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There are no Rules in Mead Club

The historic marketing truth is mead hasn’t had the same social exposure in recent generations as wine, spirits, cider and beer. Mead is often perceived in society as faux-wine; or, worse – as home made plonk. However, this is a misconception being put right in recent years.

Mead is the oldest fermented beverage with traces being found as early as 9,000 years ago in China. It’s made with fermented honey (and other inputs) and there are traditional meads to explore as you travel the world through Africa, Asia, the Middle East, across Europe and Russia. Mead is mentioned in the Hindu’s Rigveda, it was consumed by the Ancient Greeks, Romans, Egyptians and Vikings. It’s called iQhilika by indigenous South Africans and medd by the Welsh. And Aristotle recorded a mead recipe in 350 B.C.

Mead isn’t just one thing. Depending on the traditional mead recipe it can be anywhere from crystal clear to cloudy. Modern mead recipes are constantly being re-invented and ancient mead recipes are being resurrected.

While mead is made with honey it isn’t necessarily sweet. The spectrum, depending on how much honey is used and how far it is allowed to ferment, can run from extremely dry to extremely sweet. The type and amount of honey, the strength of the mead & finished qualities sit in the hands of the mead maker (the mazer).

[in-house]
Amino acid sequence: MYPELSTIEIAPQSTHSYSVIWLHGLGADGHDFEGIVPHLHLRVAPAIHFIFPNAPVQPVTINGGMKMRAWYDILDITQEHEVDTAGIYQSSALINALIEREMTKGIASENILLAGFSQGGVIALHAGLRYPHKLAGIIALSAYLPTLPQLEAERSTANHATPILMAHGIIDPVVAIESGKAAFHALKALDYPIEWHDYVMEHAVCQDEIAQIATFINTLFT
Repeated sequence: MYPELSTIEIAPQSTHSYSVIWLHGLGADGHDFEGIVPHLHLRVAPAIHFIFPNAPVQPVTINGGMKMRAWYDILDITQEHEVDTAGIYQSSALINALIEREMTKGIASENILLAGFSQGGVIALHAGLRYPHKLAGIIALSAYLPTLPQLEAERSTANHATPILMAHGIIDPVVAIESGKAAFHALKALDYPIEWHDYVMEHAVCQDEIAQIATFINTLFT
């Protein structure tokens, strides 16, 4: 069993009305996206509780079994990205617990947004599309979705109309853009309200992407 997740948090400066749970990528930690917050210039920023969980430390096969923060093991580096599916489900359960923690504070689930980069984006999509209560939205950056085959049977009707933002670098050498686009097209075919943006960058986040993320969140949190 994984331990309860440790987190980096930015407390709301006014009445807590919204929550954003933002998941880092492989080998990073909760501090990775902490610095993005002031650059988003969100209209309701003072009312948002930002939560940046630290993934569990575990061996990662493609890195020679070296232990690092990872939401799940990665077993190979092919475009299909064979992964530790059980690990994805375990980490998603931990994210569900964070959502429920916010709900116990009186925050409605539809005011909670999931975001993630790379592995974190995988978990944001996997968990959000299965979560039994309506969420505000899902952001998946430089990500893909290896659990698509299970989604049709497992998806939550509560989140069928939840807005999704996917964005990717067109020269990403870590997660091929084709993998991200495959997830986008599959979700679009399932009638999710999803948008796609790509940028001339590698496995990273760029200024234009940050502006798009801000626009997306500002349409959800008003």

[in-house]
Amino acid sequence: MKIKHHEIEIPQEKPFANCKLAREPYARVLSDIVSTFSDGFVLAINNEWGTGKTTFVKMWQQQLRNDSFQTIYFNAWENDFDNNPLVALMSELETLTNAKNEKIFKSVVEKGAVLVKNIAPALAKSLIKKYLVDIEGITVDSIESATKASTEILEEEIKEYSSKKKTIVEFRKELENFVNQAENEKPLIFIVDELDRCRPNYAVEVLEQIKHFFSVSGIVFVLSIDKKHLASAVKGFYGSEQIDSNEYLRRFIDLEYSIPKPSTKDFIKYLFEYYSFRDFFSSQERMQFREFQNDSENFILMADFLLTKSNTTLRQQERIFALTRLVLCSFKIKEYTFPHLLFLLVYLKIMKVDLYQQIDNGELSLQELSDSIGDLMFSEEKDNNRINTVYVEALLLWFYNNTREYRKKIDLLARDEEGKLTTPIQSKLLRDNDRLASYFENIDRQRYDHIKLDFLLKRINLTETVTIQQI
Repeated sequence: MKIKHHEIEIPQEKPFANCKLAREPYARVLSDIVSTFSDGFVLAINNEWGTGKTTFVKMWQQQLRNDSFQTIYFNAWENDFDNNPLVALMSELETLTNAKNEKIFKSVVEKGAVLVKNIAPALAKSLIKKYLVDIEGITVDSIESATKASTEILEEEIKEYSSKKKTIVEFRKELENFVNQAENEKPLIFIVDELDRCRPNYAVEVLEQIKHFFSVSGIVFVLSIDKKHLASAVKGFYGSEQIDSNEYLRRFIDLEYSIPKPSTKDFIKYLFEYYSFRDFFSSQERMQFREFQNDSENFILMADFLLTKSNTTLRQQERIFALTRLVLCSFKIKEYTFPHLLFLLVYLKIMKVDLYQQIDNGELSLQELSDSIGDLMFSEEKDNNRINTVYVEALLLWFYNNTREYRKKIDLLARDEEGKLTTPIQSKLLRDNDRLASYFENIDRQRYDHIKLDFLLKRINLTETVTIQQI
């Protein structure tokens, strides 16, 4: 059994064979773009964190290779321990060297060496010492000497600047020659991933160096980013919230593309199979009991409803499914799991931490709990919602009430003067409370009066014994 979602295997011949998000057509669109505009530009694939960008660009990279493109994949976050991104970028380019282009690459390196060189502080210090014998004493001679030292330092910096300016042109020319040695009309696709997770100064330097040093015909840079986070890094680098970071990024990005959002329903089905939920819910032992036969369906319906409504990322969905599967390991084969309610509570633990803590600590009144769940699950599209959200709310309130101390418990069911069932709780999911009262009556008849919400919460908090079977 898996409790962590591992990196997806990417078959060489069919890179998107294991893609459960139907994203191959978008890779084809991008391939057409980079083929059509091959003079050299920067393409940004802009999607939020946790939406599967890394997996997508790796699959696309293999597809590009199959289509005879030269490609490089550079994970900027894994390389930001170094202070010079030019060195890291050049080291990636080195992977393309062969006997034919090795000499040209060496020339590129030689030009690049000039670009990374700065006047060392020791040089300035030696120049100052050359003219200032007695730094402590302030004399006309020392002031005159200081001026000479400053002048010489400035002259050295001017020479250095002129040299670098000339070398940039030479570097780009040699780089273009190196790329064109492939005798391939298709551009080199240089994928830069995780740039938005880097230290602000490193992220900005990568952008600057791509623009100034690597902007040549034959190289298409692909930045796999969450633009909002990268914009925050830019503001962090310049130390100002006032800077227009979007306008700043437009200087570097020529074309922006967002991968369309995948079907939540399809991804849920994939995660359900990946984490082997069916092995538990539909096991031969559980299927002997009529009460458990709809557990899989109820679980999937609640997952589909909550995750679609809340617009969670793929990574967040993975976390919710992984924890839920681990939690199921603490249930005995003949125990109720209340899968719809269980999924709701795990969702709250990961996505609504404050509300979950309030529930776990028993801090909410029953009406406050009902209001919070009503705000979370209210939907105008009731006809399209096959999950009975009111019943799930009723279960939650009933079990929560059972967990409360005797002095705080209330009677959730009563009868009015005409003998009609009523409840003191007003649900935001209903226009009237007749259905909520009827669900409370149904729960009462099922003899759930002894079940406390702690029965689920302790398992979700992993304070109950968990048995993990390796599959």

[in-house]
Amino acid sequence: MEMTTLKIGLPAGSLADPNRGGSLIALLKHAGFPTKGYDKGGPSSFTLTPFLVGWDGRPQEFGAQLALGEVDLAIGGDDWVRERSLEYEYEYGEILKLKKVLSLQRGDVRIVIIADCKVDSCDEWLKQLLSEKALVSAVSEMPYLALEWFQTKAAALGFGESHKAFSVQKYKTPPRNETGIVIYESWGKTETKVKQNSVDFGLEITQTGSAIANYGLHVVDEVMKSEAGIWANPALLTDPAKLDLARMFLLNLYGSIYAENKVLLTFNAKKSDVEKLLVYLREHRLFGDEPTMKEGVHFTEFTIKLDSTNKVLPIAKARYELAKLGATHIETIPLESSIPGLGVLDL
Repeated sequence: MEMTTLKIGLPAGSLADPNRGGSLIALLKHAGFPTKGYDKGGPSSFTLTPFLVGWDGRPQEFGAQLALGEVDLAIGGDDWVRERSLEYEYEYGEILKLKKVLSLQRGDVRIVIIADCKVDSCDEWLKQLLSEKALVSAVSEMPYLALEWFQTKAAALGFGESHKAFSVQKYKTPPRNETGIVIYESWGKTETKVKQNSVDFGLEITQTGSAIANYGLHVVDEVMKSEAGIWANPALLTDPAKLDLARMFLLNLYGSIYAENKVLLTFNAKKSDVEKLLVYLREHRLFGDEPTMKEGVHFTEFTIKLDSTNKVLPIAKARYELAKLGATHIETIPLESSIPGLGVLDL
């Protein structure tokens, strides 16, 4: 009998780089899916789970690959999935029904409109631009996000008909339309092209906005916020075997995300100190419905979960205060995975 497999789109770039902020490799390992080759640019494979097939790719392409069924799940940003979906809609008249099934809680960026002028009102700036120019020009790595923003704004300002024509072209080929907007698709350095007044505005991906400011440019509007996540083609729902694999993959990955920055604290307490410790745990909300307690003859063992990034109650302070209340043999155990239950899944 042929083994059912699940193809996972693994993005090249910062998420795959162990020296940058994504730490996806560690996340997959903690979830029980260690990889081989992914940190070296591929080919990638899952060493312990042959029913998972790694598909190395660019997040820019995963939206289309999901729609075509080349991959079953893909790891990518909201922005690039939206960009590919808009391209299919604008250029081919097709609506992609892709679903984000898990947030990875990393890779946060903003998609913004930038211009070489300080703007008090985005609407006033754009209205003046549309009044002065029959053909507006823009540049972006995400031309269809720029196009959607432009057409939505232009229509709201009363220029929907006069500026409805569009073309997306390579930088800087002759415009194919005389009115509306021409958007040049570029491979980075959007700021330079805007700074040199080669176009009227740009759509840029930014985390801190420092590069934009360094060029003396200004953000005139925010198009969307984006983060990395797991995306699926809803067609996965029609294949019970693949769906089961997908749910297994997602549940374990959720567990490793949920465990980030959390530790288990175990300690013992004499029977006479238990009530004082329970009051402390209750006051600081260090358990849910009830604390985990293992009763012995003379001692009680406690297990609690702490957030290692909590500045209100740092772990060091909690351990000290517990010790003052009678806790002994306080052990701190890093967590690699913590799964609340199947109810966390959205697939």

A good short mead (for immediate consumption) doesn’t need to age and comes in at around 6% ABV, a standard mead runs at about the same as wine strength at 10-14% ABV and a sack mead can run as high as 18-22% ABV. Standard and sack meads only get better with age.

The components of the mead offer another classification set. Melomels contain fruit. Metheglins contain spices. Cyser is made with apple juice. Pyment uses grapes. Rhodomel uses rose petals or rose hips. The list of distinctions is longer than my willingness to run through them. What it should give you is the idea that mead is unlike wine – mead can taste like anything the mazer can imagine for you.

Finally, there are a few other terms worth noting. A Braggot is a mead made by fermenting honey in a dark ale or stout; a bochet is a mead where the honey is cooked down until puffs of black smoke emanate from the bubbles; the lees of a mead (what’s left behind after racking) can be put through a still to create brandy mead; and there is a method of freezing and removing the water content to produce honey jack (illegal for good reason). People are also working hard to resurrect hybrid recipes from the distant past.

What I really like about mead is the versatility: in a wine glass, a shot glass, a tankard, as a cocktail mixer or even as a carbonated cider-like short mead. Warmed, room temperature or chilled. However I damn please, thank you.

I like that mead can be whatever we want it to be. I can’t even tell you how to drink your mead – and I’m always asked. All I can do is hand you 9,000 years of globalised human culture in a bottle or glass. If you remember just one thing about mead from today it’s there are no rules in mead club!

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About the Author

Steven Clark Steven Clark - the stand up guy on this site

My name is Steven Clark (aka nortypig) and I live in Southern Tasmania. I have an MBA (Specialisation) and a Bachelor of Computing from the University of Tasmania. I'm a photographer making pictures with film. A web developer for money. A business consultant for fun. A journalist on paper. Dreams of owning the World. Idea champion. Paradox. Life partner to Megan.

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